The Classical Music Lover’s Companion to Orchestral Music

By Robert Philip

Yale University Press £35

Review by Keith Bruce

IT is fairly safe to assert that Robert Philip’s mighty new tome, just shy of 1000 pages all told, may spark as many arguments as it settles. There are obvious difficulties of definition in the title for a start. “Classical music” is a vexed term, over which broadcaster Tom Service mused for an entire programme on BBC Radio 3 recently. “Orchestral” is similarly problematic: where chamber music stops and orchestral music begins is a very blurred line, and not only in the early music sphere. Philip also restricts himself to work composed for the concert hall. Except when he doesn’t of course. But generally that excludes all opera and work composed for the stage, although the fact that, for example, Stravinsky’s dance music – from The Firebird to The Rite of Spring – is most often heard in the concert hall, means that it is in, as it needs to be.

And then there is the time frame that Philip has set himself: two and a half centuries from 1700 to 1950. That rule is a bit flexible to and, as the author acknowledges in his introduction, while an argument can be made for beginning with Corelli, his end date can only be arbitrary. Even within those parameters, however, his selection is personal. “I have had to leave out many fine composers and works,” he acknowledges, but that will not be enough for fans of those he has omitted. For myself, the complete absence of Kurt Weill, who was dead in April of 1950 and whose Symphony No.2 was premiered in 1934, is pretty much inexcusable.

In the case of Dmitri Shostakovich, the mid-twentieth century cut-off date means that the last symphony Philip allows himself to consider is the Tenth, although it was almost certainly completed after 1950, and certainly not played until after the death of Joseph Stalin in 1953. But either way, No.10 ends up looking like an odd place to stop, two-thirds of the way through the fascinating narrative of the composer’s symphonic output.

Enough of what this book is not, though. Just as all criticism is necessarily subjective, the selection here reflects the author’s own taste and his judgement of what is important. There is, blessedly, no restrictive tabulated format to his writing. The composers are arranged alphabetically, from Bach (just the most famous one of the family) to Webern, and within that the works are usually grouped in what might be thought of as their familiar concert order – Overtures, then Concertos, followed by Symphonies in the case of Beethoven for example (not that Ludwig was any great advocate of that pattern himself). If Philip has a lot to say about a particular work, he gives himself the space to say it, but word-count is not necessarily an indication of his assessment of worth, by comparison with an entry that might be many paragraphs briefer. The Rite of Spring, half an hour long, merits seven pages, while Beethoven’s Ninth Symphony, over twice as long, gets four and a half.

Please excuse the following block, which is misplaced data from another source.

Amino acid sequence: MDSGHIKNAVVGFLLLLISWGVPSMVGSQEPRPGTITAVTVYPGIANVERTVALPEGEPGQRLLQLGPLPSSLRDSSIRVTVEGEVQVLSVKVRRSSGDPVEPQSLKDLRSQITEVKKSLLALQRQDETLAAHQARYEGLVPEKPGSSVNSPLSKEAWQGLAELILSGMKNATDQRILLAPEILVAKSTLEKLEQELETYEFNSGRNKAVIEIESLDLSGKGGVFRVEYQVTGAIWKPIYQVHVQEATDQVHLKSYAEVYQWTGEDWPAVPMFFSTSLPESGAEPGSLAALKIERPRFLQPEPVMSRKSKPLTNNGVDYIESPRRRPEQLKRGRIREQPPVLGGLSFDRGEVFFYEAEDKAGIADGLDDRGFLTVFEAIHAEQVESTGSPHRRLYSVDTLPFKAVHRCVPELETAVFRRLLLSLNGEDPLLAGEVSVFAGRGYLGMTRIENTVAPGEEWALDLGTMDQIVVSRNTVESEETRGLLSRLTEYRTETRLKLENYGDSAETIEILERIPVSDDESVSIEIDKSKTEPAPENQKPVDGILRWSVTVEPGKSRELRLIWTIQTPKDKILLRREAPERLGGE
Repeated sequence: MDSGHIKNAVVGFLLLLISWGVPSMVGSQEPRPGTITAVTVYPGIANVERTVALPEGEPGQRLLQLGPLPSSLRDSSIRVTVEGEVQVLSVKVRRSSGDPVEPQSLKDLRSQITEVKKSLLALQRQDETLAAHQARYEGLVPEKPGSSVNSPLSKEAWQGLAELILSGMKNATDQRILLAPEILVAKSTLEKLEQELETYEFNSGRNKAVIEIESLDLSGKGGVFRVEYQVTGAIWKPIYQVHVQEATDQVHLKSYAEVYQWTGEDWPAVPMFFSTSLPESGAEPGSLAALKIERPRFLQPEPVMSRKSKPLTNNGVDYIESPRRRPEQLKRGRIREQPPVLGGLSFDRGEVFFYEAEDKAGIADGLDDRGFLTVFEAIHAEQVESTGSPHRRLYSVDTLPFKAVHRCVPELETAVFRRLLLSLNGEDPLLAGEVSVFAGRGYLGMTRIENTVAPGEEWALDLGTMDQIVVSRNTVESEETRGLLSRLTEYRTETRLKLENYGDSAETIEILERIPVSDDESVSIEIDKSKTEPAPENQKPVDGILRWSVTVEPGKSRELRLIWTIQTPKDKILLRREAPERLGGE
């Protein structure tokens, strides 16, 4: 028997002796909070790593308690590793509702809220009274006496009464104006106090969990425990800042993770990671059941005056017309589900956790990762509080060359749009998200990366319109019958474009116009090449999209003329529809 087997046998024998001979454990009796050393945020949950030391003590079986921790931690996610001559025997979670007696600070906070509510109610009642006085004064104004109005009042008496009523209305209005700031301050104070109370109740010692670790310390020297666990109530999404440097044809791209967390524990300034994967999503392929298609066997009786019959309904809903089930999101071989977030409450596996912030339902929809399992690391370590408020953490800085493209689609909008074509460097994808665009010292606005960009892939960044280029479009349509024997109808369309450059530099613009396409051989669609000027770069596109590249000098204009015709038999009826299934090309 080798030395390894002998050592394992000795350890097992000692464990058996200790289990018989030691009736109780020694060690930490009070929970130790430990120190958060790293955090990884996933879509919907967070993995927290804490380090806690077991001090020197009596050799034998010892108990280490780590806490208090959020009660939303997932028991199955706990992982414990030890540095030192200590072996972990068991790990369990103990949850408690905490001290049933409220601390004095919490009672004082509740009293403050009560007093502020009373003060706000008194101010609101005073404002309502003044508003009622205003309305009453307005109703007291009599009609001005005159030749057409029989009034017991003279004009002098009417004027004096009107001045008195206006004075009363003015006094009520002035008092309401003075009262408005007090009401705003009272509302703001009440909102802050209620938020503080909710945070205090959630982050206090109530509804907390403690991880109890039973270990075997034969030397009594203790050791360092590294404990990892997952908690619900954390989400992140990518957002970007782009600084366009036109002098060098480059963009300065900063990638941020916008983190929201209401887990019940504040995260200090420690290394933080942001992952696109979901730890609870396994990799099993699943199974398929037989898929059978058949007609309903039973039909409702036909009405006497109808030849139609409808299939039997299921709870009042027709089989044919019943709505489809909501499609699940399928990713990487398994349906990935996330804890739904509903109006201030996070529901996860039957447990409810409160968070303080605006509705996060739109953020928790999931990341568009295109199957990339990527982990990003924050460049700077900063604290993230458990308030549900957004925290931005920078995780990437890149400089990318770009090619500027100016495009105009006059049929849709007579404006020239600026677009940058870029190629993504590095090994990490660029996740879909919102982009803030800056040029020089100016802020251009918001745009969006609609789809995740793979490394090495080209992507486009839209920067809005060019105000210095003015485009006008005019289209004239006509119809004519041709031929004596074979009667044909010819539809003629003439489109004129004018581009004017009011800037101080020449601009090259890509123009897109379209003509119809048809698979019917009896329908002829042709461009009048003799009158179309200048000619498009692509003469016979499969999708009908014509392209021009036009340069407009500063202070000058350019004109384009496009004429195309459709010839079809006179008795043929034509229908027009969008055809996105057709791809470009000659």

Resident in Edinburgh, Robert Philip has a long association with the Open University and his last book for Yale University Press, Performing Music in the Age of Recording, reflected that academic background in its study of how the job of being a musician (and composer), and the experience of listening to music, has been altered by the advent of performances being captured for posterity. Its successor is aimed much more at the general reader – the “music lover” of the title – and as such deserves to find its way under the Christmas tree in the musically-interested households this year. Much more readable than many a concert programme note, Philip strikes a nice balance between narrating the history of pieces, including biographical details of the composer, and describing exactly what it is that the orchestra is doing during a performance. Something like the Suites Edvard Grieg created from his incidental music for Peer Gynt – so memorably re-ordered recently by Thomas Sondergard conducting the RSNO – will include a short description of the action the music was designed to accompany before a sentence like this: “The dance is scored for muted violins with the rest of the strings mostly pizzicato, and with the occasional delicate touch of a triangle.”

Philip never talks down to his reader, and assumes a reasonable knowledge of musical terms, but can evocatively embrace a much wider vocabulary of reference. Here he is on the finale of Mozart’s much loved Symphony No.40:

“It is like a mathematical mosaic. But the emotional effect is far from orderly. The pattern is like a prison, not a source of comfort, and when the music succeeds in breaking out into a furious tutti, it seems inevitable: scales and arpeggios rush out unceasingly, as if trying to get as far as possible from the constrictions of the opening theme.”

That sort of writing seems designed to entice anyone to listen to the composition under examination with new ears, even when it is already very familiar, and it is probably for the old war horses of the orchestral repertoire that this book is most valuable. Although it sometimes seems otherwise, the catalogue of works that feature in orchestral seasons is in a constant state of flux, so the omission of a work like the Britten Violin Concerto here seems a little dated, given that it is now much more often played than was once the case. And the absence of Dvorak’s Symphonic Poems would have been odd in an earlier era as well as the current one. But even if you find yourself looking for background to a work that Philip has not included on occasion, this is nonetheless a very wise and useful companion that music lovers old and new will want to keep close at hand.